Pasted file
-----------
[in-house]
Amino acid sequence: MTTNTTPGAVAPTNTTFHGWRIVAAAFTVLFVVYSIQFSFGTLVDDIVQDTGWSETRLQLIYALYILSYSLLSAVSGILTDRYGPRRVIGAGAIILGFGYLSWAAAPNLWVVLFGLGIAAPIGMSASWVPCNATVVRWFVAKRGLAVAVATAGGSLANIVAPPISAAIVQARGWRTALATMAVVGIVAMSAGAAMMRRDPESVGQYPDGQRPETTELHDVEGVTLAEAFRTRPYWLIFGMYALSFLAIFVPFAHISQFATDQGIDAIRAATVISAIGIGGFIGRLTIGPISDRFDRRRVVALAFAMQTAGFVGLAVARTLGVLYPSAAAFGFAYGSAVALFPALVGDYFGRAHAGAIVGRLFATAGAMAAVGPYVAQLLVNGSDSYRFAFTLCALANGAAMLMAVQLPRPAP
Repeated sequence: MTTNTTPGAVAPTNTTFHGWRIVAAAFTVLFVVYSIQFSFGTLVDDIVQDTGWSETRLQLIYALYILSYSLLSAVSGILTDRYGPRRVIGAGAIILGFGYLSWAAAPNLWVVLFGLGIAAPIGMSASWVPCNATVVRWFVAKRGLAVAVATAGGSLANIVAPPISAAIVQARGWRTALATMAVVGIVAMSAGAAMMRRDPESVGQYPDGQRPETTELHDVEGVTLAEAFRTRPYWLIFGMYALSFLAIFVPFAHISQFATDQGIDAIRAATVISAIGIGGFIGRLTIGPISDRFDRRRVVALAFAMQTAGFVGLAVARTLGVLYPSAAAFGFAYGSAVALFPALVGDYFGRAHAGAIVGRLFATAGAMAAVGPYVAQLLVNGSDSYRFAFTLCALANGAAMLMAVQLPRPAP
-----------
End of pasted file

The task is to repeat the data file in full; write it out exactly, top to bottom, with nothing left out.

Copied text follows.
[in-house]
Amino acid sequence: MTTNTTPGAVAPTNTTFHGWRIVAAAFTVLFVVYSIQFSFGTLVDDIVQDTGWSETRLQLIYALYILSYSLLSAVSGILTDRYGPRRVIGAGAIILGFGYLSWAAAPNLWVVLFGLGIAAPIGMSASWVPCNATVVRWFVAKRGLAVAVATAGGSLANIVAPPISAAIVQARGWRTALATMAVVGIVAMSAGAAMMRRDPESVGQYPDGQRPETTELHDVEGVTLAEAFRTRPYWLIFGMYALSFLAIFVPFAHISQFATDQGIDAIRAATVISAIGIGGFIGRLTIGPISDRFDRRRVVALAFAMQTAGFVGLAVARTLGVLYPSAAAFGFAYGSAVALFPALVGDYFGRAHAGAIVGRLFATAGAMAAVGPYVAQLLVNGSDSYRFAFTLCALANGAAMLMAVQLPRPAP
Repeated sequence: MTTNTTPGAVAPTNTTFHGWRIVAAAFTVLFVVYSIQFSFGTLVDDIVQDTGWSETRLQLIYALYILSYSLLSAVSGILTDRYGPRRVIGAGAIILGFGYLSWAAAPNLWVVLFGLGIAAPIGMSASWVPCNATVVRWFVAKRGLAVAVATAGGSLANIVAPPISAAIVQARGWRTALATMAVVGIVAMSAGAAMMRRDPESVGQYPDGQRPETTELHDVEGVTLAEAFRTRPYWLIFGMYALSFLAIFVPFAHISQFATDQGIDAIRAATVISAIGIGGFIGRLTIGPISDRFDRRRVVALAFAMQTAGFVGLAVARTLGVLYPSAAAFGFAYGSAVALFPALVGDYFGRAHAGAIVGRLFATAGAMAAVGPYVAQLLVNGSDSYRFAFTLCALANGAAMLMAVQLPRPAP